Studies have briefly looked at the idea of the negative sides of the caffeine, affecting the work of the cardiovascular system, and the energy drinks were banned in countries such as Denmark and Norway (3).
Caffeine was also connected to the effects of drugs similarity such as alcohol or smoking as researches show the side effects of the caffeine withdrawn may have. ‘A population-based serve revealed that 30% of a sample of 162 caffeine users fulfilled diagnostic criteria for substance dependence when applied to caffeine’(4), further proving the addictive side to energy drinks.
Symptoms of caffeine withdrawal may include intense headaches, nausea, fatigue, bad mood, difficulty concentrating etc.
Unfortunately, the USA seems to have somewhat lax views on caffeine, and its side effects as the amount of caffeine and individual labels do not need to be put on energy drinks according to the FDA. They say that ‘For healthy adults, FDA has cited 400 milligrams a day—that’s about four or five cups of coffee—as an amount not associated with dangerous, negative effects’(5).
Negative effects of Niacin
Niacin is also known as the Vitamin b3. It has been known to cause a negative side effect on the liver, causing damage and liver failure. Energy drinks often contain Niacin to boost the effects of the caffeine and an average energy drink can contain over 40mg of niacin.
Link to Hepatitis
Unfortunately, Dean Wharmby’s story was not the only real life example of a bad case of overusing the energy drinks. A shocking revelation took place when a man was hospitalized with severe symptoms that he thought were just flu-like. But once he started developing jaundice he knew something was wrong and went to the doctor for medical help.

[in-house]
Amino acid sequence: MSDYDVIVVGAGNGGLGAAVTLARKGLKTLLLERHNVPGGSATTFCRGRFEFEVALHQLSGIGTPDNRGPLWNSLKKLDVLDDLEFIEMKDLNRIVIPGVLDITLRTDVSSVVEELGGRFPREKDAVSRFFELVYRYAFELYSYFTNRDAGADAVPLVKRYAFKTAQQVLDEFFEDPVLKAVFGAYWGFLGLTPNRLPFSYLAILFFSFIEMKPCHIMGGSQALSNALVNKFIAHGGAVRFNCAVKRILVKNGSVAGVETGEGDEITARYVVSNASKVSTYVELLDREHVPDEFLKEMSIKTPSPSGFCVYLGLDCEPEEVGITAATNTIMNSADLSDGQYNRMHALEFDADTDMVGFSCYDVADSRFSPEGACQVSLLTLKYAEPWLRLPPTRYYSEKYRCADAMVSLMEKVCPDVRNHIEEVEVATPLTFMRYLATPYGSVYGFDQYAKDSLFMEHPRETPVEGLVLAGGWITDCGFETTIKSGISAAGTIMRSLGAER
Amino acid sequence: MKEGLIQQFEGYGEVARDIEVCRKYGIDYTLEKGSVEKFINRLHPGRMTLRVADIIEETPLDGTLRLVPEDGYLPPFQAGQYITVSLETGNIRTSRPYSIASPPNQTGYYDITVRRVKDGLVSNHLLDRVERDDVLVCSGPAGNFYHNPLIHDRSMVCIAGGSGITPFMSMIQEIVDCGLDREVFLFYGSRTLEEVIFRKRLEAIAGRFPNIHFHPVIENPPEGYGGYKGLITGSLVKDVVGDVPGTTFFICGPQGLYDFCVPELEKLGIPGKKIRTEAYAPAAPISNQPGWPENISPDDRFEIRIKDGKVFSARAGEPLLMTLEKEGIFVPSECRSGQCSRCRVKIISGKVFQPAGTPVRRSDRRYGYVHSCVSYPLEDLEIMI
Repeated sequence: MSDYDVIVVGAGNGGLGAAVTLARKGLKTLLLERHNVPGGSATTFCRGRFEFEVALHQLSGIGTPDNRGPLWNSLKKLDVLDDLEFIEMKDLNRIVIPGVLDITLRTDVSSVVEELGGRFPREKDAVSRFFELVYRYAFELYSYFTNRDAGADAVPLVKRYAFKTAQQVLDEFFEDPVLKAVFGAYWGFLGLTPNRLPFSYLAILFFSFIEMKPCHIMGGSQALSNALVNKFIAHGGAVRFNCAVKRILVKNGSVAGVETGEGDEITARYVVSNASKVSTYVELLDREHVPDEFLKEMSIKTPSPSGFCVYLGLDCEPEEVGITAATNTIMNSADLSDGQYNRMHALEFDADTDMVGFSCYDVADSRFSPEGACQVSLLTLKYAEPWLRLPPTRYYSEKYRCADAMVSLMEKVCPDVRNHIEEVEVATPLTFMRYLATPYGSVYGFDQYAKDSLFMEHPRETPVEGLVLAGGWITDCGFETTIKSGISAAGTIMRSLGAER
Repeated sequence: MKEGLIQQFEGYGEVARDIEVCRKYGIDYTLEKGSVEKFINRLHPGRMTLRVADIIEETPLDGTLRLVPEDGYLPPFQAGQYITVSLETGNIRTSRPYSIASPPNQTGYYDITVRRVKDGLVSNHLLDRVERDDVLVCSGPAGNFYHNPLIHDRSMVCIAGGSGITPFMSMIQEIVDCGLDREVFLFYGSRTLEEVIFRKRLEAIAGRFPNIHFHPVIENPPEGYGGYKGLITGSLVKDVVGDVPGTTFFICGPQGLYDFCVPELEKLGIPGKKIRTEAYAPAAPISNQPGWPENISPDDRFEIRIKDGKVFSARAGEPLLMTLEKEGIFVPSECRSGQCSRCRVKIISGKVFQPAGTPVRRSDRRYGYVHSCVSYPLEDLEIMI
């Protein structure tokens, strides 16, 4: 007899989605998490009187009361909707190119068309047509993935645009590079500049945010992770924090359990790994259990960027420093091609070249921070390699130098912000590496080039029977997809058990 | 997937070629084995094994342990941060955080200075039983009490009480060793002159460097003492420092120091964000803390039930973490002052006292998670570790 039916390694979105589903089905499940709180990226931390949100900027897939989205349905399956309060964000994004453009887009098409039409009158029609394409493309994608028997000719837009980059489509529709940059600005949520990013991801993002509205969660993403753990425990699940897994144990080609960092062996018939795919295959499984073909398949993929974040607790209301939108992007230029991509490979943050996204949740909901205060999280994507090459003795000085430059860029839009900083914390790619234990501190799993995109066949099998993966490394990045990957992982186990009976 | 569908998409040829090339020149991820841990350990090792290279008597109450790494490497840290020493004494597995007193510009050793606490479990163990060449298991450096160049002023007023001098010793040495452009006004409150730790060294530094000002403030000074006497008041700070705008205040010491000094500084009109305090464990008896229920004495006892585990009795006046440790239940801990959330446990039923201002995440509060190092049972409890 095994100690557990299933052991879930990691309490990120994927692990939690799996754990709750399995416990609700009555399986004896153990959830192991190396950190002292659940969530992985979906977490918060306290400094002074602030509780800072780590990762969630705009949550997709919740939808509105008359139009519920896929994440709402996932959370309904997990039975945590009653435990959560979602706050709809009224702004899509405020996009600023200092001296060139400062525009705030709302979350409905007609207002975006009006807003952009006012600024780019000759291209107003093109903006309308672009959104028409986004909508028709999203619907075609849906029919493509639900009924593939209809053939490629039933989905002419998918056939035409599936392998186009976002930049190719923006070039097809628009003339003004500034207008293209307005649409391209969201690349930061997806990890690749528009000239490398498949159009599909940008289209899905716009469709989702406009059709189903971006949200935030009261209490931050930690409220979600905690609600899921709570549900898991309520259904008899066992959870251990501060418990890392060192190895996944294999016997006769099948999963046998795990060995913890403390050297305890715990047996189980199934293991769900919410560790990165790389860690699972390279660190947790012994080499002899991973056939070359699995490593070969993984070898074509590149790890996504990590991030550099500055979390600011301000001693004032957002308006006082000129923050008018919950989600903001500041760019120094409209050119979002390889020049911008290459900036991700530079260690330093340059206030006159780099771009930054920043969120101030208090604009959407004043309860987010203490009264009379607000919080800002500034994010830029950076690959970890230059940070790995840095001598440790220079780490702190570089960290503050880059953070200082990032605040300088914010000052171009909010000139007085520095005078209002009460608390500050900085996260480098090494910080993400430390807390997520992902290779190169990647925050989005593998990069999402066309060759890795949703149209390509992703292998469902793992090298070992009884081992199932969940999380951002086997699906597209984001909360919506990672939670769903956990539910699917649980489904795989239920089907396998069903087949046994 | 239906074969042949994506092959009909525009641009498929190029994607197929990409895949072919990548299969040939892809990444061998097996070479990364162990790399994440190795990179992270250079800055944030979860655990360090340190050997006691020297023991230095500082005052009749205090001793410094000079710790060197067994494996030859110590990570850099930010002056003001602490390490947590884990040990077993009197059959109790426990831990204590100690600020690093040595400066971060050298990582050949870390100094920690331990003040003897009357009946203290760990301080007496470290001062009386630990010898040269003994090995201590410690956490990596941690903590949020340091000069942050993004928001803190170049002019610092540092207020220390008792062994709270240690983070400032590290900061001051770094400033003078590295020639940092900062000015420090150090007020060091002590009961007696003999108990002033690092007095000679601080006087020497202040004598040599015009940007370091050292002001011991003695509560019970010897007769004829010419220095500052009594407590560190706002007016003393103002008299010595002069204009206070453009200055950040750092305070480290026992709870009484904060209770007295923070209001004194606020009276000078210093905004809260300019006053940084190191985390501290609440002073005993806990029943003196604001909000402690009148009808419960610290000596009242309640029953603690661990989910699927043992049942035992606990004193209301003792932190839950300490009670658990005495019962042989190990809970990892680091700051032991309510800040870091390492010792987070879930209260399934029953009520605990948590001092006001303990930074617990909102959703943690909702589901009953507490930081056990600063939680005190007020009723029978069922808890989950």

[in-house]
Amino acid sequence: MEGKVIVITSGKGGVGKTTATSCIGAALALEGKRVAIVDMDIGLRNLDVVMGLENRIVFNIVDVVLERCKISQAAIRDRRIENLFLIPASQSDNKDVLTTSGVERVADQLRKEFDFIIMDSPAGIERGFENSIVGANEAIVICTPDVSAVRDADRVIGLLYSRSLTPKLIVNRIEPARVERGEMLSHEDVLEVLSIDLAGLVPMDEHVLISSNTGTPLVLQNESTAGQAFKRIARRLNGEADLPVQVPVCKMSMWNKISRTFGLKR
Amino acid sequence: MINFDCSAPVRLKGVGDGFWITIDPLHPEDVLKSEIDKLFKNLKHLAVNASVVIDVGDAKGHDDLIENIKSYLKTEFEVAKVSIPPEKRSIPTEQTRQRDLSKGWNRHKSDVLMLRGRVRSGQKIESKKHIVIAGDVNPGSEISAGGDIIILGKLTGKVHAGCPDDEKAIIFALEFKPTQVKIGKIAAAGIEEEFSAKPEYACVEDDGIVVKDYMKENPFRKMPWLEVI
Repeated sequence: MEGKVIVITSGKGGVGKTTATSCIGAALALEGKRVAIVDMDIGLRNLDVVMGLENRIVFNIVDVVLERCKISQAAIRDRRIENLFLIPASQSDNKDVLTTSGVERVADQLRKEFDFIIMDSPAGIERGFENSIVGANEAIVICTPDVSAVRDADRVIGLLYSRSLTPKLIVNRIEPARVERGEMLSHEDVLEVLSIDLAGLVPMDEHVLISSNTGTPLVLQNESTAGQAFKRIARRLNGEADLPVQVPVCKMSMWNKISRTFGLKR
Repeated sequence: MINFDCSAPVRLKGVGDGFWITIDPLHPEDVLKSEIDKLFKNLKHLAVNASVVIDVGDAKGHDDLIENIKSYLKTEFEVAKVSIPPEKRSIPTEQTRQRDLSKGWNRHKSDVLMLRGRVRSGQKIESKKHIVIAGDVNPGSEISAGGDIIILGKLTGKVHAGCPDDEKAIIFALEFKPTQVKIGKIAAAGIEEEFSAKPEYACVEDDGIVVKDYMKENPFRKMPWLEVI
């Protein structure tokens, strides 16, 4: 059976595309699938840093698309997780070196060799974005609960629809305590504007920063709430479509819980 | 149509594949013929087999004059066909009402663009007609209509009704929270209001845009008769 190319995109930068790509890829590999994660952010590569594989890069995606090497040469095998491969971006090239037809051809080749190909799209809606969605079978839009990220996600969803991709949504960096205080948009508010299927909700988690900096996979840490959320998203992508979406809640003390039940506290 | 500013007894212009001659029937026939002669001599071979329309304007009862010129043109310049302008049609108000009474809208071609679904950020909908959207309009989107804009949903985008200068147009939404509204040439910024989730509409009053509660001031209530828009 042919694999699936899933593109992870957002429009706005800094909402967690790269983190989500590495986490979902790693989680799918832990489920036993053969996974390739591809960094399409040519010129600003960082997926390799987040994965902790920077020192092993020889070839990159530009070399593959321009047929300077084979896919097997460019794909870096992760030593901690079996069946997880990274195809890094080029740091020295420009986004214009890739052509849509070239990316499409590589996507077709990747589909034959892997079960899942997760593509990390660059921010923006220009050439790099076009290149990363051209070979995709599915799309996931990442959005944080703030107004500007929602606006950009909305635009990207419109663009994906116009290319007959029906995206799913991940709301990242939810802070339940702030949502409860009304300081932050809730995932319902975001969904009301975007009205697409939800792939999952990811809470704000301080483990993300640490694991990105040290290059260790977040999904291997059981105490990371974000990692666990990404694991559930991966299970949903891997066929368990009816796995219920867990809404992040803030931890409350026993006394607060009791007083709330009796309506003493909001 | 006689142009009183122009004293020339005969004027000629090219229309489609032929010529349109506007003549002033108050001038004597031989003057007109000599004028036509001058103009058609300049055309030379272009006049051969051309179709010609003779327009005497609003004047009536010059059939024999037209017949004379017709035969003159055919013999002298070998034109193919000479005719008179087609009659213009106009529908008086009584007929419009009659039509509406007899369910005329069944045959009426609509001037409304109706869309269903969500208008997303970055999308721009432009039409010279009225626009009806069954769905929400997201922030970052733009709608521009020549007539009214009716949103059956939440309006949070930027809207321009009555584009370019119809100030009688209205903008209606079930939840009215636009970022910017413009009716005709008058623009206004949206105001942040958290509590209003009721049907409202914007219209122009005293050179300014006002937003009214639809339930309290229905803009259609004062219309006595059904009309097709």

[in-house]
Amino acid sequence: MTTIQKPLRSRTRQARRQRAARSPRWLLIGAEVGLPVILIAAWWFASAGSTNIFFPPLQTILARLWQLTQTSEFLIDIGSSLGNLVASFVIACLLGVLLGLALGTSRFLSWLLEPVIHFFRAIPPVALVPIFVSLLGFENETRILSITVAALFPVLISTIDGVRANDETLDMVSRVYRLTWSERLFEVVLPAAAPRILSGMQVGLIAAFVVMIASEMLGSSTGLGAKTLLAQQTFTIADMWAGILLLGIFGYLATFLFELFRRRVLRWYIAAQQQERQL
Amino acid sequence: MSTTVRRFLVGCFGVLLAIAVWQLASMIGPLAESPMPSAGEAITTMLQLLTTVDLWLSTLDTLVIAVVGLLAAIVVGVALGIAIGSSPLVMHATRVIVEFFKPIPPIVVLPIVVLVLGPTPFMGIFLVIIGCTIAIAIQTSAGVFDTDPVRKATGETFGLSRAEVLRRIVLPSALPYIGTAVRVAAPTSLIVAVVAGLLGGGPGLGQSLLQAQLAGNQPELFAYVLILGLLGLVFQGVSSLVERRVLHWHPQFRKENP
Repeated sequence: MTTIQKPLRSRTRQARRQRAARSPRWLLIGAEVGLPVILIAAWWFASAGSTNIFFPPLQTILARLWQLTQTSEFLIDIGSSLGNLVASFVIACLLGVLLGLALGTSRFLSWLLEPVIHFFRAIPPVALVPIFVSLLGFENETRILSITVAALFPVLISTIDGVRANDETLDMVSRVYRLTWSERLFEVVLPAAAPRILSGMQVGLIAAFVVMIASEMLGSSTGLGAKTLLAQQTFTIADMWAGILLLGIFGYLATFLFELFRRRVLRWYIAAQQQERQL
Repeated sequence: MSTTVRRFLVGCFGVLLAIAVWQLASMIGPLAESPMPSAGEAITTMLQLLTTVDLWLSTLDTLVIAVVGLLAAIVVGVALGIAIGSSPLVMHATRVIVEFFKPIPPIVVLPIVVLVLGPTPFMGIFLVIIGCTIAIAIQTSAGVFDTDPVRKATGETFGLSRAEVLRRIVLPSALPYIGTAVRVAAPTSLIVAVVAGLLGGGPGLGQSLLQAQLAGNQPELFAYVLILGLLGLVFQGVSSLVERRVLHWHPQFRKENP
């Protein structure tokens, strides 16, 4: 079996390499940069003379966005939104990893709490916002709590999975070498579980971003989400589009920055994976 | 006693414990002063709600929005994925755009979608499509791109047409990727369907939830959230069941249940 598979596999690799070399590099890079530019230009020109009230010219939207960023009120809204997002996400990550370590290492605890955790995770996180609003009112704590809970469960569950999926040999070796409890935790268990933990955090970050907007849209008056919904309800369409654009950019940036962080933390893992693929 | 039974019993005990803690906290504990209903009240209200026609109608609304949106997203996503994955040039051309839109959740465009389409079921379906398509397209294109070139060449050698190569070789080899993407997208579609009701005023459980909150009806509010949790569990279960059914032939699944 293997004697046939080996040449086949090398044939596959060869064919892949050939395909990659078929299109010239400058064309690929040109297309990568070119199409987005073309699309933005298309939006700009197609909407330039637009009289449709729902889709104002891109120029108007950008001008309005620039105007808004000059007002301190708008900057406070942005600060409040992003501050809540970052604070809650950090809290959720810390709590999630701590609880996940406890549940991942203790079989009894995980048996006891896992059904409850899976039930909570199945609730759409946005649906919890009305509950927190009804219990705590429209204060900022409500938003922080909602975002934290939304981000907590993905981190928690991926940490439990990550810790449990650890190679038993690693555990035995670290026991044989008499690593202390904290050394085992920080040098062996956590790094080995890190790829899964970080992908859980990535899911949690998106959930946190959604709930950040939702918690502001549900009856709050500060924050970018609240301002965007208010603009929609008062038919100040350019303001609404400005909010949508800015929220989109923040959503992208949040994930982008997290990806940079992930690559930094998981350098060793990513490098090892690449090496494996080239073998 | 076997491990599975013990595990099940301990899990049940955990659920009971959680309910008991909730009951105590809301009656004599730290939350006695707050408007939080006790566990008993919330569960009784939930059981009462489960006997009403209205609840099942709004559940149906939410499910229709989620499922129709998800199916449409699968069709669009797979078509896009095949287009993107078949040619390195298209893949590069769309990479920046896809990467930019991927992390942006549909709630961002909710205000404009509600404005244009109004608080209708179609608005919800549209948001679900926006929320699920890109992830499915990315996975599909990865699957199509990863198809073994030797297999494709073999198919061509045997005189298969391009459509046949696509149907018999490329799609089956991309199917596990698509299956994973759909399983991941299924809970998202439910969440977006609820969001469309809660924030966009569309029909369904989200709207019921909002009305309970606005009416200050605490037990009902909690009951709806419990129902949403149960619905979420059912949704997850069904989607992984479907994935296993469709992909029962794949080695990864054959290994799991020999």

They diagnosed the 50-yeard old man with hepatitis, an inflammation of the liver than can grow into liver disease or liver cancer. The man stated that he has consumed more than 2 cans of energy drinks to help boost his energy during his construction job that made him very exhausted over the past three weeks.
He had no traces of hepatitis in his family nor any links to hepatitis. When the doctors diagnosed him, they were profoundly interested in the relationship that energy drinks, niacin, and hepatitis has. Read the full case study here!
Although it’s not 100% clear whether the extreme consummation of the energy drinks and the cause of hepatitis is fully linked it’s worth to pay attention to, as another lady was diagnosed with hepatitis after consuming an above average amount of energy drinks per day.Her case study can be found here.
It’s certainly not needed to cause more problems and difficulties to the body, such as serious as these, just to boost up your energy levels. There are a lot of natural ways to help boost your energy, but still not matter how natural they are, overconsuming a product can lead to negative effects instead of improvement to your body.
Source: Healthy Holistic Living